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I was just watching some episodes of Marvel's Avengers Assemble and a question came to mind.

In one of the episodes​, Odin argues with Thor about his stay on Earth and his liking for company with mortals.

It felt like Odin saw the inhabitants of Midgard to be inferior to Asgardians.

I was wondering if this was the case with Odin in the MCU as well.

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Odin has a complicated relationship with humans but he does appear to think Asgardians are somewhat superior to humans depending on the situation. In Thor when he casts Thor out he tells him:

Odin: You are unworthy of this Realm... unworthy of your title unworthy of the loved ones you've betrayed. I hereby take from you your powers. In the name of my father... and of his father before... I cast you out!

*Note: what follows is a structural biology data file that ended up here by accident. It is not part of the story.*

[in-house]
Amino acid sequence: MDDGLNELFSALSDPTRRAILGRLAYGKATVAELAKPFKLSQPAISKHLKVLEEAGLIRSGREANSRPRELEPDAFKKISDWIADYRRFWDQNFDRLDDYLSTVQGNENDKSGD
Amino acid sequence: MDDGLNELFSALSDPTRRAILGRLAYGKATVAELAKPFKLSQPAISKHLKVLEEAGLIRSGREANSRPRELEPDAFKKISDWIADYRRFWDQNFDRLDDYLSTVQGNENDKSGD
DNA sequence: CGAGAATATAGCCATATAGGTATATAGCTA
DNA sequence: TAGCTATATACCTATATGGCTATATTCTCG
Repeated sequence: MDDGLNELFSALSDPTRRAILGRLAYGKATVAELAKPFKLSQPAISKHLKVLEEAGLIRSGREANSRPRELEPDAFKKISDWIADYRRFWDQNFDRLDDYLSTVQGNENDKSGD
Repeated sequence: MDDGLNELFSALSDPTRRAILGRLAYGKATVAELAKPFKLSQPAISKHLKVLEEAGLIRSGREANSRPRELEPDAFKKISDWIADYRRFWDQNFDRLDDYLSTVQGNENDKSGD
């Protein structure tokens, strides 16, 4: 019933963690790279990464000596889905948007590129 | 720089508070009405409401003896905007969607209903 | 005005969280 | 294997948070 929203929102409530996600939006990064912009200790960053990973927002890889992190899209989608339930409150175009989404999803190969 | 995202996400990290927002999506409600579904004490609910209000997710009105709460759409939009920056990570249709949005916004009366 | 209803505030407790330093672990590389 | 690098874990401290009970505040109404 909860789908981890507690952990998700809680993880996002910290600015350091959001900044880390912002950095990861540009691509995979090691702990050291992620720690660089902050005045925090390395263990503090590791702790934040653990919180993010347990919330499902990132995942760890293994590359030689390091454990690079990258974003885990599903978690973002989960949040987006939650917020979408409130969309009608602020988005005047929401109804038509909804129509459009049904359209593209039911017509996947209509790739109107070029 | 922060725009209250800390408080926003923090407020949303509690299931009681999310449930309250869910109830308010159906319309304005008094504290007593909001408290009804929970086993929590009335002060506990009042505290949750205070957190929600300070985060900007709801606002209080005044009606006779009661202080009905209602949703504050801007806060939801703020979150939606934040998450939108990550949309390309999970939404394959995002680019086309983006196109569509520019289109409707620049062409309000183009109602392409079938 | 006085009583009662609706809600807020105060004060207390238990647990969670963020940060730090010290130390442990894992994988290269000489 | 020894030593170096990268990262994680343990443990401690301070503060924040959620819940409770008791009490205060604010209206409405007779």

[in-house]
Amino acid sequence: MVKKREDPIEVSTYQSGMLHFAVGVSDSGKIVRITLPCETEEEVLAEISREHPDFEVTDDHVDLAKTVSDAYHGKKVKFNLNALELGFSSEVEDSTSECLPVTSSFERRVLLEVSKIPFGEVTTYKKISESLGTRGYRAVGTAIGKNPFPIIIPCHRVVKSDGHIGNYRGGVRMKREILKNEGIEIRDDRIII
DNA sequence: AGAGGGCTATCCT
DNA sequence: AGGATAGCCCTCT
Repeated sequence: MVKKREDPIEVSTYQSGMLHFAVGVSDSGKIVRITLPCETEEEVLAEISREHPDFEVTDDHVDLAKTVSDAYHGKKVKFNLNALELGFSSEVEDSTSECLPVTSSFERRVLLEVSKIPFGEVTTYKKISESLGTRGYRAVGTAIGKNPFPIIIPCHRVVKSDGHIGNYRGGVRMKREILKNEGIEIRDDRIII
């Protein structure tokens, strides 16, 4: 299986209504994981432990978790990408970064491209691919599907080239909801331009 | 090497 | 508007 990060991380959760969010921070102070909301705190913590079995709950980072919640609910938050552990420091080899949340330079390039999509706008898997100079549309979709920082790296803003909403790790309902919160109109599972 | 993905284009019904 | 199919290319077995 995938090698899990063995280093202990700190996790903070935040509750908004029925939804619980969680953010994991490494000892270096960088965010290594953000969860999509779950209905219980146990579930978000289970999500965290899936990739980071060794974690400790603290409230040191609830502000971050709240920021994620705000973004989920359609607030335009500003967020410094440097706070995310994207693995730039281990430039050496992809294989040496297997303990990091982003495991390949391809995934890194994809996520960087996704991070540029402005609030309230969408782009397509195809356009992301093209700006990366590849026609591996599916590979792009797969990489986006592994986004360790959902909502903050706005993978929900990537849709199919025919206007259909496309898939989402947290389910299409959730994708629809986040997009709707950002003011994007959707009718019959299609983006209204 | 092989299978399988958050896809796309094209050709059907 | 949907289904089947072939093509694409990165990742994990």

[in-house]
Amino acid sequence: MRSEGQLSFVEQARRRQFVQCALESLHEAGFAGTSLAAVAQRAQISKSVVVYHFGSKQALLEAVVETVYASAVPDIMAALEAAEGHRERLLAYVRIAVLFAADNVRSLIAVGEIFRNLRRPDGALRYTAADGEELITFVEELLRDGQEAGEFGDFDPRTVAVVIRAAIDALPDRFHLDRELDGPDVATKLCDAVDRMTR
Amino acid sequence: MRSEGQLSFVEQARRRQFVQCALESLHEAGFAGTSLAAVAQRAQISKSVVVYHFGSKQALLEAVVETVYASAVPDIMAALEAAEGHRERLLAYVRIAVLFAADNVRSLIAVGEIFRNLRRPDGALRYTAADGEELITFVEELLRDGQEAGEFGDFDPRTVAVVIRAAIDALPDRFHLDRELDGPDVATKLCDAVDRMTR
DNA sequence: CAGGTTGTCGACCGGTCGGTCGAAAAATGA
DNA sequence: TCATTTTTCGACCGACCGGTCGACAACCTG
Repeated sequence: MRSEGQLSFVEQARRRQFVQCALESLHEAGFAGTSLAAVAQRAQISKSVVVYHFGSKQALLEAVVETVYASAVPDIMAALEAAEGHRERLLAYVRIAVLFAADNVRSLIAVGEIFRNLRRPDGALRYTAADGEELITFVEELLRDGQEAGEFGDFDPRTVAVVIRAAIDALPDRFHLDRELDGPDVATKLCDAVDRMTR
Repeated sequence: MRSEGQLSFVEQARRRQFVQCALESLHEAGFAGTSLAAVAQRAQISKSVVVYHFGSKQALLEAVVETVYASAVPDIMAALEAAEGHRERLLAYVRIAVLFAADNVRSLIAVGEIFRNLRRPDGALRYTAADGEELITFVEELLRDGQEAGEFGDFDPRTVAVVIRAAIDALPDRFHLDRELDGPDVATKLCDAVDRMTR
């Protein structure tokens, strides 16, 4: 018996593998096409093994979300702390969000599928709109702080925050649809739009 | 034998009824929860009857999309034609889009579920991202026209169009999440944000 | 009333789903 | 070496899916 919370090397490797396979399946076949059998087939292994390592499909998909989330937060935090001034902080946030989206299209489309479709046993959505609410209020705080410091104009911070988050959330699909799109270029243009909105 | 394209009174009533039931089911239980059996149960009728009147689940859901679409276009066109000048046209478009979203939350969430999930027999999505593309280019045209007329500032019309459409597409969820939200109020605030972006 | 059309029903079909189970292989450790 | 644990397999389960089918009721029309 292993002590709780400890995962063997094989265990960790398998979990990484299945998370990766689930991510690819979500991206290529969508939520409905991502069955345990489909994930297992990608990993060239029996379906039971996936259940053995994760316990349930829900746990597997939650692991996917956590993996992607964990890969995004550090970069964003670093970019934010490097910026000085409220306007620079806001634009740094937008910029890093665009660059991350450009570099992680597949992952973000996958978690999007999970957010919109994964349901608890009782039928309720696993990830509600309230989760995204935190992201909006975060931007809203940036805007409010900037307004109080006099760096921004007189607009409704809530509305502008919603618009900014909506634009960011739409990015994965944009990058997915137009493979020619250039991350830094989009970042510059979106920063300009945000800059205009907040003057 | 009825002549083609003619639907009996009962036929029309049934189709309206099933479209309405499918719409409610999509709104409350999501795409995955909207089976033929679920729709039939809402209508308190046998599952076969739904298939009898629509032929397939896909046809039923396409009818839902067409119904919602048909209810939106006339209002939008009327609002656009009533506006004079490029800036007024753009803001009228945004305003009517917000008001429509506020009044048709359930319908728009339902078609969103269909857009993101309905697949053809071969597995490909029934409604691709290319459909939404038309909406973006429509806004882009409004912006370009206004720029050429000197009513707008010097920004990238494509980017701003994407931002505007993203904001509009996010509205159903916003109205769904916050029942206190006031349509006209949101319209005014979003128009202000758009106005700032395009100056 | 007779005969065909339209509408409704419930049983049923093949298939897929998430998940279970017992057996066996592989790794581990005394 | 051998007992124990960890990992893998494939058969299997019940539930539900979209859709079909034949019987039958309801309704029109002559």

Thor

If he is unworthy of Asgard but appears to be worthy of Midgard Odin must think Asgard to be somewhat superior. However, later in Thor: The Dark World he compares humans and Asgaridans to be similar. Here he seems to be implying that neither are superior to the other.

Odin: Do you not truly feel the gravity of your crimes? Wherever you go there is war, ruin and death.

Loki: I went down to Midgard to rule the people of Earth as a benevolent god. Just like you.

Odin: We are not gods. We are born, we live, we die. Just as humans do.

Loki: Give or take 5000 years.

Thor: The Dark World

Later, though when talking to Thor about Jane he makes his feelings clear that he believes Asgardians to be superior to those on Midgard. His feelings seem to change per the situation but in some aspects I believe he thinks them similar.

Odin: My words are mere noises to you that you ignore them completely?

Thor: She's ill.

Odin: She is mortal. Illness is their defining trait.

Thor: I brought her here because we can help her.

Odin: She does not belong here in Asgard anymore than a goat belongs at a banquet table.

Jane Foster: Did he just...? Who do you think you are?